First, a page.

Tuesday, April 3, 2012

Don't Let the History of Your Neighborhood be Lost

Apply for a DC Community Heritage Project Grant

For the past five years, the Humanities Council of Washington, DC (HCWDC) has made over 80 grants to citizens and organizations interested in preserving the heritage of the city’s unique neighborhoods, landmarks, and culture through the DC Community Heritage Project (DCCHP). The DCCHP is a collaborative effort of the Humanities Council of Washington, DC, the DC Historic Preservation Office, and the DC Commission on the Arts and Humanities. This year, HCWDC will maintain its commitment to preserving local history and culture, by investing in neighborhoods that have not yet had their stories told.

In recent years, D.C. has become a renaissance city, through an influx of buildings, monuments, and newly minted Washingtonians. With all this change, struggles in reconciling the old with the new are inevitable. As such, we are encouraging residents, long-time or newly-arrived, to preserve the histories they have come to appreciate.

Communities can have a powerful connection to the local school house, or the neighborhood church because of the powerful memories associated with these structures. A particularly cruel teacher or benevolent pastor are experiences shared by a group of people and talked about for years, that can eventually be raised to the level of local legend. When those memories are tied to a historic structure, the very character and culture of a neighborhood can seem to hinge on that building’s preservation. In 2009, Deanwood Heights Mainstreets produced their first walking tour of Deanwood's churches entitled “Faith and Foundation.” The group has received subsequent grants to document more houses of worship, and has added other historic Deanwood landmarks to the tour.

In 2010, Historic Mt. Pleasant Inc. combed the local archives to produce a survey of their neighborhood's historic storefronts from 1901-1938. The database they compiled includes ownership transfers, businesses operated, and architectural changes. The data reveals a past Mt. Pleasant dizzy with change and population growth, but it is open for interpretation, and available in full on Historic Mt. Pleasant's website.

But it is not just in the bricks and mortar of the cityscape that collective memory resides. In fact, the most powerful, yet ephemeral local histories reside in the minds of those who have lived them. These are the types of histories best preserved through oral history interviews. In 2007, Empower DC organized an oral history project that captured the memories of long time residents of Ivy City. The tapes revealed strong remembrances of the historic Crummell Elementary School, an endangered historic landmark and the focal point of the community. Empower DC has since expanded the oral history project and has produced a draft documentary film.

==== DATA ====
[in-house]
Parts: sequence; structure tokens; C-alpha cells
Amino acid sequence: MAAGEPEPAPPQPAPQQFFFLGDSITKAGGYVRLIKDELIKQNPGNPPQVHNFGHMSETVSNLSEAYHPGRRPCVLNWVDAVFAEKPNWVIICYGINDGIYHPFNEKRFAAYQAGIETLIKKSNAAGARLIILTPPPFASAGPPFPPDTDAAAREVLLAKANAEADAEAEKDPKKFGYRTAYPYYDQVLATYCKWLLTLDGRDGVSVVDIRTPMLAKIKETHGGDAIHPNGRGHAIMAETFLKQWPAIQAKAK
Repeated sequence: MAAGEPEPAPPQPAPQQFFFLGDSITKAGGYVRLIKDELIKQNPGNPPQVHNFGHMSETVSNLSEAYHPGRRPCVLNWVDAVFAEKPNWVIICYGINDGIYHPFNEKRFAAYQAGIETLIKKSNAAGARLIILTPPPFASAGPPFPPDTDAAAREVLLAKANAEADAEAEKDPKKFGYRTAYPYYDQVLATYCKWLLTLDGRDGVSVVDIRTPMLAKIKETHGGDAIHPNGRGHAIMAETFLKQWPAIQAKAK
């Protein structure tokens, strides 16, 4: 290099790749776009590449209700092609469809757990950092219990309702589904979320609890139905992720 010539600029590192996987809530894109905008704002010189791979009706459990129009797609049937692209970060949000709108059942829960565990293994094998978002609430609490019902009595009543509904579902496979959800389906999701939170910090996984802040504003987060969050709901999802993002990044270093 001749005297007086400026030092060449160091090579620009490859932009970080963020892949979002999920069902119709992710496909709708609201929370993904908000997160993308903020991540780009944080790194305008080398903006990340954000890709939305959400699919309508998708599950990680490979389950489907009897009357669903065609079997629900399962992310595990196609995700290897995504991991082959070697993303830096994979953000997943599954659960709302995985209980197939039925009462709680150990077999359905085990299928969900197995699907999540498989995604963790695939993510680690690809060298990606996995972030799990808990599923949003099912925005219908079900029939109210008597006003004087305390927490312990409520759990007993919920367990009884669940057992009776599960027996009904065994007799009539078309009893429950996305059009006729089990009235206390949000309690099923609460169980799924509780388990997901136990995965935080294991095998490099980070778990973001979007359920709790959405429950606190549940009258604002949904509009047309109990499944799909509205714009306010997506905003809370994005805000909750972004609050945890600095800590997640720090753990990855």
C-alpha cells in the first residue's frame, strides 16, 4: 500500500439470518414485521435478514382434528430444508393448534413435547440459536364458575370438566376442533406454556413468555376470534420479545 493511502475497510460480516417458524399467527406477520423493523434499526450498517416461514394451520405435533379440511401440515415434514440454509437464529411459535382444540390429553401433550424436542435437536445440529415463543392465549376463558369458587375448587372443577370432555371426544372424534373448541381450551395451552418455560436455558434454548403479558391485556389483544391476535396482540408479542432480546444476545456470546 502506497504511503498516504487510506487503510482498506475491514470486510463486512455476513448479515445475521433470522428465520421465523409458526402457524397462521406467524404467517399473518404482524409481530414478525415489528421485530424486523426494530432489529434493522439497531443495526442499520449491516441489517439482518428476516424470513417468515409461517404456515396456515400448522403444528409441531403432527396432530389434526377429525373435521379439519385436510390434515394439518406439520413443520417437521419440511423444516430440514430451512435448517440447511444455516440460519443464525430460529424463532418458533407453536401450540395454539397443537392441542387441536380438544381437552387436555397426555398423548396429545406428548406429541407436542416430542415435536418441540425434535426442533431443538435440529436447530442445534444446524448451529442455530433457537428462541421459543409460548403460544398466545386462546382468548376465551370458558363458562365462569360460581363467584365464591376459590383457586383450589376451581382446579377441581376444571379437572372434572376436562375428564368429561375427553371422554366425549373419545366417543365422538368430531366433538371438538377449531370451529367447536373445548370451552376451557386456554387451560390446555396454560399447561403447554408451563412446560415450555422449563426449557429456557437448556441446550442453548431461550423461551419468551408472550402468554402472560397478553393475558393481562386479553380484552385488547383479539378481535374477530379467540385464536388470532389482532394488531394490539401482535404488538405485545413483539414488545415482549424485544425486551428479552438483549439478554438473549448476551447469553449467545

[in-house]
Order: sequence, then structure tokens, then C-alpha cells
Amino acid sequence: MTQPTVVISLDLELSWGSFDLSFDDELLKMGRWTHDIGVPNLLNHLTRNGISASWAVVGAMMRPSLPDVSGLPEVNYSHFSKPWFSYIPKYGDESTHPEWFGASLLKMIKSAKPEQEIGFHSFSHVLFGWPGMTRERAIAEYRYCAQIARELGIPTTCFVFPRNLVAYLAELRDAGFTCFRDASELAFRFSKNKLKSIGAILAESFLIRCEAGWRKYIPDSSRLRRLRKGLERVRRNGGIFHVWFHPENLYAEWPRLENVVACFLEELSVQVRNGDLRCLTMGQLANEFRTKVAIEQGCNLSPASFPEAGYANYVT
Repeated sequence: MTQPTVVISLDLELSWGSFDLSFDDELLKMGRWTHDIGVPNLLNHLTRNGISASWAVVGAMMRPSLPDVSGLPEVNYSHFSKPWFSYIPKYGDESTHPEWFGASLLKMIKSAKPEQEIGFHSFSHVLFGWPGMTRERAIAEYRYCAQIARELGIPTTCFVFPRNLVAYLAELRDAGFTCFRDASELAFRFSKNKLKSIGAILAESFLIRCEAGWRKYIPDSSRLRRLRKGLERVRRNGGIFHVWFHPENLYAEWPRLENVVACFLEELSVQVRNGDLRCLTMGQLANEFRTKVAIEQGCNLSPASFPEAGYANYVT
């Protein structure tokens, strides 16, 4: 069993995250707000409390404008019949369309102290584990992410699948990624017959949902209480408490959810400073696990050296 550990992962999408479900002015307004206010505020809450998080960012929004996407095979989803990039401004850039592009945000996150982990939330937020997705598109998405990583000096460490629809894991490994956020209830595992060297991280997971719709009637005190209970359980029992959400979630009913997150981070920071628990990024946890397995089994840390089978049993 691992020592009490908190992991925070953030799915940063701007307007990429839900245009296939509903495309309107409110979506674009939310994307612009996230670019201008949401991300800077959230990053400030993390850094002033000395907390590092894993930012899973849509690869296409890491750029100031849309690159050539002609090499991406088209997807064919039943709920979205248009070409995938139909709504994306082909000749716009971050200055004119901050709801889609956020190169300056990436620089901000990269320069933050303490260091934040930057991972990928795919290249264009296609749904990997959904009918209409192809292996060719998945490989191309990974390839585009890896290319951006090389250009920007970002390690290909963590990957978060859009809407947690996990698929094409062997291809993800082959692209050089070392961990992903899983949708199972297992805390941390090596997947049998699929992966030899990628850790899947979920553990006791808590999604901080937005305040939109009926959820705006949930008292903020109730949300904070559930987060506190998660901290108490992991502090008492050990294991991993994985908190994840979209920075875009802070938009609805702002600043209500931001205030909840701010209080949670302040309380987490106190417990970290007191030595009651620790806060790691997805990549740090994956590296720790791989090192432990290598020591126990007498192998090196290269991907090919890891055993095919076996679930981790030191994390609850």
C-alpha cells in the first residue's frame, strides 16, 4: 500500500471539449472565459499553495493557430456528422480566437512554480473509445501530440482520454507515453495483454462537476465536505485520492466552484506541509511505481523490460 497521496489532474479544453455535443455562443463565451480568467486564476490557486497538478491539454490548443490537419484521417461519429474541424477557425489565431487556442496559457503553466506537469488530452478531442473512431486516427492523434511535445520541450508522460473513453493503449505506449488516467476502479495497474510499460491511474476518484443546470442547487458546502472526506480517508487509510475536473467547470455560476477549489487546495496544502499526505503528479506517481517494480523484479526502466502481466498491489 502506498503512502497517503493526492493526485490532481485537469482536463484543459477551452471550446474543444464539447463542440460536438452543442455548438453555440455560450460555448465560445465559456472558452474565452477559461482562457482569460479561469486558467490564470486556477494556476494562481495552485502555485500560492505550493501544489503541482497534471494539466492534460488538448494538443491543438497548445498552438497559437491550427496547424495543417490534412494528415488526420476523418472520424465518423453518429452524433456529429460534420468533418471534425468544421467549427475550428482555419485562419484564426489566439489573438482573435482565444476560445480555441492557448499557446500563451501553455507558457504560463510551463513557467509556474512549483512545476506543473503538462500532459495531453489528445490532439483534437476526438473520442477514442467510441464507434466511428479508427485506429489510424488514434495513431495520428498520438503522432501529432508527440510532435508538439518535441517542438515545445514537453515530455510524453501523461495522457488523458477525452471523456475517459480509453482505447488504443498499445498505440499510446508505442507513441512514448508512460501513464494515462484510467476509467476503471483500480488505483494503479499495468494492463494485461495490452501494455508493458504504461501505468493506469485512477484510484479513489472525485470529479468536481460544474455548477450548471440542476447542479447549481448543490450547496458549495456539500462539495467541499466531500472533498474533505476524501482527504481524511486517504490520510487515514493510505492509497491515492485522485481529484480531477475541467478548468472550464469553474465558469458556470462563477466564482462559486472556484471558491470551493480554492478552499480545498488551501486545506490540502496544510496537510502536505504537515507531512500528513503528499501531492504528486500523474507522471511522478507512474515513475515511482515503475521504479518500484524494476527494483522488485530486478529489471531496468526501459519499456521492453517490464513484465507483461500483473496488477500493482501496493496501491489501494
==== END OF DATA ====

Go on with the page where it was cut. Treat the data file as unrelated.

In 2009, Tendani Mpulubusi and Helping Inner City Kids Succeed produced an extraordinary documentary film on Barry Farm that explored the community's history and examined its present-day challenges. Barry Farm: Past and Present used interviews with scholars, community historians, students, and community leaders to tell a thoughtful and textured story about one of Ward 8's most historic neighborhoods.

The DCCHP seeks to preserve both the physical and the intellectual heritage of Washington’s neighborhoods. Last year, students and educators from John Eaton Elementary School used a grant from the DC Community Heritage Project to fund a study of the school's past. Students used architectural clues, oral history interviews, and archival research to piece together the history of Eaton Elementary and the surrounding portions of the Cleveland Park neighborhood. The project coordinators used the experience to create a lesson plan that they hope will be replicated by other schools in the District and across the country! The student history detectives were invited to present their findings at last year's 38th Annual DC Historical Studies Conference.

The ultimate goal of the project is to provide the skills and financial means for every neighborhood in Washington, DC to make its history known. We welcome new concepts from neighborhoods already reached by the DCCHP, but we need proposals from communities such as Trinidad, Lamond-Riggs, Lincoln Heights, Brightwood, and others that have not received a grant. Any DC resident with a story to tell about their community is encouraged to apply.

We strongly encourage first time applicants to attend one of our grant workshops. To register for a DCCHP Grant Workshop, please visit http://www.wdchumanities.org/grants/deadlines

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